I once received a lesson in light travel packing from a former military guy: Put everything you need in a pile. Then ask, "What do I really need?" Remove half of your stuff. Then ask again, "What do I really need?" Remove half your stuff again. Now you're ready to hike Pikes Peak.
It seems like similar questions are being asked of infrastructure. Do we really need bike paths? Do we really need to spend above the highway trust fund? NextGen's not really in trouble, is it? It's as if the pencil pushers want to freeze every road, bridge, runway, and railway in place until they are ready to handle them. Compared to the fiscal cliff or the debt ceiling, the need isn't immediate. So infrastructure simmers on the back burner while policymakers put out the bigger fires.
There has not been a scintilla of conversation in the presidential election about infrastructure, unless you accept the tangential debate over the auto bailout. The possibility of an automatic cut in discretionary spending looms over big chunks of the Transportation Department, but nobody is paying attention. (It's hard to yell that the infrastructure sky is falling when everyone else is making the same claim about their issue.)
No one disputes that infrastructure development will be a critical component of economic growth over the next several decades. The problem is, the people who run the show just can't deal with it yet.
So here is the existential question: What do we really need? Where should we focus our efforts, given the limited attention span of the federal government? What should we be talking about? Technology? Private-sector involvement? What are the big ideas? And how can we shrink the big ideas into a backpack that we can carry to the summit?
With spending cuts looming and lawmakers eyeing major entitlement and tax reform in the coming months and years, no sector--transportation included--can expect to be spared the budget axe.
The nation's mayors have warned that the $1.2 trillion in automatic year-end spending cuts under sequestration will particularly affect "investments in infrastructure, education, transportation and public safety" and numerous groups have warned about the impact to TIGER funds, Amtrak and other services. The Highway Trust Fund makes no appearance in the administration's sequestration plan, but even that doesn't necessarily mean it won't be subject to the whims of Congress.
Even if sequestration is avoided, transportation won't likely be spared. Last week, the budget watchdog Taxpayers for Common Sense outlined a $2 trillion sequestration alternative--a set of cuts to programs that they deemed to be an "inefficient, ineffective, or wasteful use of taxpayer dollars." Over the next decade, they propose a $188 billion cut to transportation funding, with $110 billion coming out of general revenue transfers to the Highway Trust Fund. Similarly, they proposed a $50 billion cut to the Airport and Airway Trust Fund and a $22 billion cut to Airport Improvement Program grants.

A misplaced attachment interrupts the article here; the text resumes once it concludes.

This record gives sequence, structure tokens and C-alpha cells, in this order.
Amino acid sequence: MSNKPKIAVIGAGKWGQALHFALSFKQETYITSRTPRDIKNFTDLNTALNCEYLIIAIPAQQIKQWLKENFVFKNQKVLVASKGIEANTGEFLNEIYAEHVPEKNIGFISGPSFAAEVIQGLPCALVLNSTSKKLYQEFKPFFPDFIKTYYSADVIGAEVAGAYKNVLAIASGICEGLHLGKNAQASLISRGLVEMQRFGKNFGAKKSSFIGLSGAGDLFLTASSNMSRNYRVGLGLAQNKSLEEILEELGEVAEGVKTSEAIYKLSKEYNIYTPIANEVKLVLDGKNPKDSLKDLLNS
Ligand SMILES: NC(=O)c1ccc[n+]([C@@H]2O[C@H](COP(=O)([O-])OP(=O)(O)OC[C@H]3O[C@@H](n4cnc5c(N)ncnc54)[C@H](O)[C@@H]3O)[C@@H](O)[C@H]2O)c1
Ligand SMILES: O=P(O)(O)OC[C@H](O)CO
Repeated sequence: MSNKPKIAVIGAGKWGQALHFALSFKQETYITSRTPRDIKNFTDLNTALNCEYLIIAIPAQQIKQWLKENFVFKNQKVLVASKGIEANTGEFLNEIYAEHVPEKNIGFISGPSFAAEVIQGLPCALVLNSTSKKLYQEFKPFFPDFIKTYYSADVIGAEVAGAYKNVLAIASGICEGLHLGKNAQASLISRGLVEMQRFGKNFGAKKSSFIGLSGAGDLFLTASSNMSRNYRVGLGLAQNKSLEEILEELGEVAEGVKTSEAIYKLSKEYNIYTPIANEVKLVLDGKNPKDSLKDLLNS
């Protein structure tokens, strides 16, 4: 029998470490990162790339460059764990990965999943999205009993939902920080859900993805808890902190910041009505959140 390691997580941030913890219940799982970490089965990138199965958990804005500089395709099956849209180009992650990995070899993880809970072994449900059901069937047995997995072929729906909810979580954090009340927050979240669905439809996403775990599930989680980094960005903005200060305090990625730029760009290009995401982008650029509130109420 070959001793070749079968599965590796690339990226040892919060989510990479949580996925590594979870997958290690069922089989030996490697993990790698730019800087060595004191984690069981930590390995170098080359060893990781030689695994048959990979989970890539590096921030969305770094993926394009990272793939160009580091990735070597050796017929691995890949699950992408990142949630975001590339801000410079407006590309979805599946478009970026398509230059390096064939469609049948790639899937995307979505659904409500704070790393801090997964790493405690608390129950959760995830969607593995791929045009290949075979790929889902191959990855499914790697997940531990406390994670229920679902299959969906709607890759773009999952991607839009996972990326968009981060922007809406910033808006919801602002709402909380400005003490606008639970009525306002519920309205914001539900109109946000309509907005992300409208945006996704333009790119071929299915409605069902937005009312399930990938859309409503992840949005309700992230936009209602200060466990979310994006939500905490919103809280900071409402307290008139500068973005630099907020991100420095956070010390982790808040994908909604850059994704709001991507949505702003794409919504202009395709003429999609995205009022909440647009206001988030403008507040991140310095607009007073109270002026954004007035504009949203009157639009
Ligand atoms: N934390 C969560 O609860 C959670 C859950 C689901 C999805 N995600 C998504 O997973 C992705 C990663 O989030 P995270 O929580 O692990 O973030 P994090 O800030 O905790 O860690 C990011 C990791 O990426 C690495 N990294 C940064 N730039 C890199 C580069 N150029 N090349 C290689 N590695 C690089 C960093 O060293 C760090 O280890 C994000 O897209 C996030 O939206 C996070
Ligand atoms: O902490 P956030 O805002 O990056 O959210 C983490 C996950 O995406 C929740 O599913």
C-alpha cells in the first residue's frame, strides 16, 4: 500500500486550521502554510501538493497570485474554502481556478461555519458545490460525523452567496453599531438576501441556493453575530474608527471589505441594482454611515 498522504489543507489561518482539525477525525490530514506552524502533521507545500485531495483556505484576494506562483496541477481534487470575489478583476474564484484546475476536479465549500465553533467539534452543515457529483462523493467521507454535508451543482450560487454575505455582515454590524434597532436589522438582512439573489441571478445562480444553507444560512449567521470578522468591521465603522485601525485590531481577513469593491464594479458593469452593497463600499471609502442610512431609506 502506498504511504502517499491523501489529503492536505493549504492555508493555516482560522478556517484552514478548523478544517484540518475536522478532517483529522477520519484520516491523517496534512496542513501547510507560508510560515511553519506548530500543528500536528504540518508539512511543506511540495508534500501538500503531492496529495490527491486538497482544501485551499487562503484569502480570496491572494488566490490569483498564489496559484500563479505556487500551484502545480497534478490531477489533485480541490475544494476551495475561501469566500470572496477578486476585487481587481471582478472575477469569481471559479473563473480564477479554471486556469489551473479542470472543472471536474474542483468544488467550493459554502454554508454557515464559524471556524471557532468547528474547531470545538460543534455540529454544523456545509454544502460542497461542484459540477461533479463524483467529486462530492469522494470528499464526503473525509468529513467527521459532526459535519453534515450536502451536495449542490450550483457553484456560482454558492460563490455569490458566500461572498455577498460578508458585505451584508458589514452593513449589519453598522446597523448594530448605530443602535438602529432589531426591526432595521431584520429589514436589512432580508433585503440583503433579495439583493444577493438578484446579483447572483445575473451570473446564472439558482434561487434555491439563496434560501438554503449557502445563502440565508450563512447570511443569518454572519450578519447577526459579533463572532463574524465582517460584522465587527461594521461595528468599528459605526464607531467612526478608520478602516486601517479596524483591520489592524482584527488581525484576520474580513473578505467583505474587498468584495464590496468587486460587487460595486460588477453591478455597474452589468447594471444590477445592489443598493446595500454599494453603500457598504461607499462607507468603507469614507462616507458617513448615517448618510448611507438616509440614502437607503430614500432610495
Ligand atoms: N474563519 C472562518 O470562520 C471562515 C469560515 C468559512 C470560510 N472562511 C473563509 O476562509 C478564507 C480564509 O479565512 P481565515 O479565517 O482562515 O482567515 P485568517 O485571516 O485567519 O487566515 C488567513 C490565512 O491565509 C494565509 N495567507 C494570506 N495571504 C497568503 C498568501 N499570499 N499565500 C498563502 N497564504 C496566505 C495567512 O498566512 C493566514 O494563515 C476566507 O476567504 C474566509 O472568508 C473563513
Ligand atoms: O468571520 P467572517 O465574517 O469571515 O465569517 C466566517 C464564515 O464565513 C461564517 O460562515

But even the TCS proposal is blunt. Transportation funding will likely suffer cuts, but some are better than others. Are there obsolete programs more worthy of the axe? Or, more positively, do some programs deserve more funding because they offer a better return on investment? What can transportation advocates do to mitigate the impact of what are sure to be painful cuts?
No one can replace Transportation Secretary Ray LaHood, our favorite moderate Midwestern Republican who has passionately told us not to text and drive and also made sure Congress caught hell when the Federal Aviation Administration was facing a partial shutdown. However, unless President Obama has convinced LaHood otherwise, he plans to step down from his post at the end of the president's current term. (In his typical straight-talk manner, he casually mentioned his plans to a Chicago reporter last year, causing an unintended news-cycle firestorm.)
Obama will need a replacement, so it's time to play the parlor game of who the next head of DOT will be: If Obama wins, Los Angeles Mayor Antonio Villaraigosa has been mentioned as a candidate. There is also former Pennsylvania Gov. Ed Rendell. How about former House Transportation and Infrastructure Committee Chairman James Oberstar, D-Minn? What about another moderate Republican in Rep. Steve LaTourette, R-Ohio?
If Republican presidential nominee Mitt Romney wins, LaTourette could also be on the list. (Hey, why not?) What about retiring Sen. Kay Bailey Hutchison, R-Texas? One college blogger from NextGen Journal thinks LaHood could be a possibility for Romney. He's a Republican after all. That's doubtful, however, considering the disdain LaHood has shown for Republicans in Congress.
For you experts, I have some more substantive questions: What are the biggest challenges for the next Transportation Secretary? What qualities would get that person to advance the ball on infrastructure? Where should LaHood's replacement have expertise? In business? In surface transportation? In aviation? In Congress? And while we're at it, why don't all of you throw any names into the hat that I haven't thought of.